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Zoo Research: Asia Construction Impacts

Zoo Research: Asia Construction Impacts

Zoo Research: Asia Construction Impacts

Written by Alexis Alvey, Research Intern, North Carolina Zoo

My name is Alexis Alvey, and I am an Animal Behavior Research Intern here at the North Carolina Zoo. I graduated in the spring of 2022 from the University of Illinois at Urbana-Champaign with a B.S. in Integrative Biology and a minor in Animal Sciences. After graduation, I was looking for an opportunity to enhance my skillset as an animal researcher and explore various fields of animal science. This internship perfectly aligned with these goals, enabling me to gain expertise while learning about various research fields and methods. During my internship, I have worked on multiple projects around the Zoo. Still, all have focused on measuring our animals' behaviors to make sure that we understand their needs and can provide the best care possible. Let me tell you a little about what I've been working on!

The Zoo is growing, but with growth comes construction. Two of my projects have looked at the potential behavioral responses of our animals to recent construction, as the Zoo works to build guest and animal areas for the new Asia Continent. Despite the thrill of a new continent at the Zoo, the construction is noisy. It creates significant vibrations which may impact the animals. Because of this, we must monitor our animals and their reactions to the construction. We can see how the ongoing work affects our animals by observing their behaviors throughout the day when construction occurs and comparing them to a non-construction day. I have done this for two different areas at our Zoo: our North American porcupine habitat and the Prairie habitat, where elk and bison live.

Pictured Above: Figure 1: North American porcupines love to climb, so Rime is often found snoozing or exploring her logs.

Our North American Porcupine, Rime (Figure 1), is nocturnal, so her sleep schedule is slightly different from ours. She likes to sleep during the day and have fun at night, which means the loud construction happens during her bedtime! To help determine if the construction impacts her sleep and activity levels, my job is to watch Rime live, in person during the day, and through a camera at night. We hope to compare her active and inactive (sleeping) behaviors during and outside of construction. If we find a difference in Rime's behaviors, we can implement changes to her husbandry schedule or set up physical sound barriers to improve her welfare during the ongoing construction period. To date, we have not found any effect of the construction on her behavior, and Rime is doing well.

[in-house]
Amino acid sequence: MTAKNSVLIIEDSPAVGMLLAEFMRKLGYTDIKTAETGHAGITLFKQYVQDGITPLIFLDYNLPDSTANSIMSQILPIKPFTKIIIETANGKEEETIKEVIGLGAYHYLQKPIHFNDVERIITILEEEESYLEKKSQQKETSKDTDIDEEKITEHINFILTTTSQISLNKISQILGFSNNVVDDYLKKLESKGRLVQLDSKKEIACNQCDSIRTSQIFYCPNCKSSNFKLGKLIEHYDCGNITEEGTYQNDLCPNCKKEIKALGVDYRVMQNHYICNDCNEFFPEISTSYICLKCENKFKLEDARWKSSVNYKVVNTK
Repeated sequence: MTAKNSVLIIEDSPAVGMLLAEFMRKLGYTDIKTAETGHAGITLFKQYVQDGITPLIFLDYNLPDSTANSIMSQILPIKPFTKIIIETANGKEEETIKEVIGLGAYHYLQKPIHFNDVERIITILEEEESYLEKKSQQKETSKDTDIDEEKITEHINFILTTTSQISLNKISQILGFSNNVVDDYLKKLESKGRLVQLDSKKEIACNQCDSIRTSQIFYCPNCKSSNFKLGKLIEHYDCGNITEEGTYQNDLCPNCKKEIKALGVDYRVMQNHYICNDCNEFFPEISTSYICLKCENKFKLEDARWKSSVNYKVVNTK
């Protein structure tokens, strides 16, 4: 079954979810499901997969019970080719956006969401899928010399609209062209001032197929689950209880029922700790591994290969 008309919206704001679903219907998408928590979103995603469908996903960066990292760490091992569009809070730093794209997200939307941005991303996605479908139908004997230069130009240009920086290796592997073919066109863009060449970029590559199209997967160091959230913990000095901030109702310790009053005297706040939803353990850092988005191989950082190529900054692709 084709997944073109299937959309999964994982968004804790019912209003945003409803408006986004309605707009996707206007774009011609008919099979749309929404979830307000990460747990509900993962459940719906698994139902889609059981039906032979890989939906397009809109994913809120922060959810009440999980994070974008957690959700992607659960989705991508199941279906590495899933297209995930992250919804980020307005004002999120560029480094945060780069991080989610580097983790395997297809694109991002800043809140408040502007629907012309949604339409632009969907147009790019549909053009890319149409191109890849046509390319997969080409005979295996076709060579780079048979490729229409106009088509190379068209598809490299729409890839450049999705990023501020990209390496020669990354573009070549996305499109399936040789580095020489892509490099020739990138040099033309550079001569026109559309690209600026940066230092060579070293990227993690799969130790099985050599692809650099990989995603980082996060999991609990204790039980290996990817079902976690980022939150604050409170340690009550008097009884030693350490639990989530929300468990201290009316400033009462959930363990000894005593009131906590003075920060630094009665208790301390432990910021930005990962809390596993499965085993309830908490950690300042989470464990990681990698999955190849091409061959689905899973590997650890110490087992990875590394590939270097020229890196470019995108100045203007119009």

Pictured Above: Figure 2: Our elk and bison have 15 acres of natural habitat to roam freely!

We were interested in how the animals in the Prairie habitat used their space (Figure 2). This is because the Prairie habitat is near the construction and a service road that accommodates construction traffic, including dump trucks and vehicles like bulldozers. We hypothesized that if the elk and bison are disturbed by the construction, they would avoid areas of their habitat that are closest to the road. Using a touch screen tablet to create heat maps, we tracked the usage of space for all the animals three times a day, four days a week, a month before, and a month after the start of construction. Our heat maps suggest little change between the two time periods, again demonstrating the negligible effect of construction on our animals' behaviors.

Evaluating animal welfare impacts of construction is just one application of behavioral observation! My other projects include a multi-institutional giraffe study, habitat and enrichment impacts on snake welfare, and creating a digital behavioral library. All projects use animal behavior to improve our understanding of animals living under human care. Overall, I have greatly enjoyed my internship thus far and have learned quite a bit. The ability to share my passion for animal behavior and contribute to the welfare and conservation of species is rewarding, and I am excited to see where my research takes me in the spring!